The Cost of Crime in London
A new study by the TaxPayers’ Alliance has discovered that the cost of crime in London in 2006-07 was a staggering £3 billion, equivalent to £400 for every person in London. Using Home Office calculations to take into account the economic and social cost of various types of crime, TPA researchers were able to provide an in-depth breakdown of the cost of different types of crime borough-by-borough.
Using the estimated costs of different types of crime gives an appropriate weighting to crimes such as violent or sexual offences that are more serious and more worrying to the public than petty theft from a shop.
The report reveals a wide inequality in the cost of crime among different boroughs, ranging from Westminster (£154.8m, or £620 per capita) and Islington (£109m, or £590 per head) to Harrow (£50m, or £235 per head) and Richmond (£39, or £215 per head).
Download the full report (PDF)
Matthew Sinclair, Policy Analyst at the TaxPayers’ Alliance, said:
"Ordinary Londoners, particularly those in the poorest boroughs, pay the price for high crime rates every day. Whether we have been victims of crime, are afraid to go out at night or are just paying ever more to protect and insure ourselves, crime has big economic, emotional and human costs for us all. We urgently need politicians to end the excuses, show real civic leadership and enable the police to take action and replicate the radical reductions in crime seen in other cities such as New York."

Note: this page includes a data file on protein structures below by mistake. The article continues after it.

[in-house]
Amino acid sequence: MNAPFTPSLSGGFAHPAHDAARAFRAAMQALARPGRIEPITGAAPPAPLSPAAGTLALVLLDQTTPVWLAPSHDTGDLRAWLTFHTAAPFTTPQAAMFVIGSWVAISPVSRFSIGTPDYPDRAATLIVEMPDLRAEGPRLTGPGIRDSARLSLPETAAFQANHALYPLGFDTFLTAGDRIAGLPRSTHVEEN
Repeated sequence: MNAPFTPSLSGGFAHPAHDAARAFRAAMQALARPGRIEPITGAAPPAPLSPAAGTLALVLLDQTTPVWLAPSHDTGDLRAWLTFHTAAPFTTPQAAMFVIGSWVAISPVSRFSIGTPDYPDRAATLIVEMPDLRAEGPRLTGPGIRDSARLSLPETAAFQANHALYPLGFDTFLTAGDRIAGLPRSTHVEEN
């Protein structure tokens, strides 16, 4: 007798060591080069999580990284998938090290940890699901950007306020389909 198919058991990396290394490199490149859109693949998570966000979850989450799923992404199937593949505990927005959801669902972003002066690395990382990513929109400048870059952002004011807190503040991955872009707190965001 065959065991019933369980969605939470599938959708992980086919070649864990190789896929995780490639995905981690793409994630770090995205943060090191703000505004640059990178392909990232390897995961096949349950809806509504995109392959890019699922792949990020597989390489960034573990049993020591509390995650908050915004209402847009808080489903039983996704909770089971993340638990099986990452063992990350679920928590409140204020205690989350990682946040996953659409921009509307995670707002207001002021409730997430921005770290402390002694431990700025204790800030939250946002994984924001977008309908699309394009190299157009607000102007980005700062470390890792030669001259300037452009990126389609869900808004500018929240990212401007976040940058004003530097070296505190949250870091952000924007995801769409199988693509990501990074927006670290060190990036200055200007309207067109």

Matthew Elliott, Chief Executive of the TaxPayers’ Alliance, said:
“Crime is set to be the big issue in the Mayoral elections. Londoners are looking for a Mayor who will tackle the crime epidemic in the Capital. The Government should devolve full powers over the Metropolitan Police to City Hall so whoever is Mayor after May 1st has the power to sort out this menace.”
6:45 PM 10, Oct 2017 Duncan Simpson
9:09 AM 26, Sep 2017 Daniel Pryor
12:03 PM 20, Sep 2017 Duncan Simpson
6:09 PM 18, Sep 2017 Jan Zeber
4:02 PM 18, Sep 2017 Ben Ramanauskas
12:00 PM 12, Sep 2017 Duncan Simpson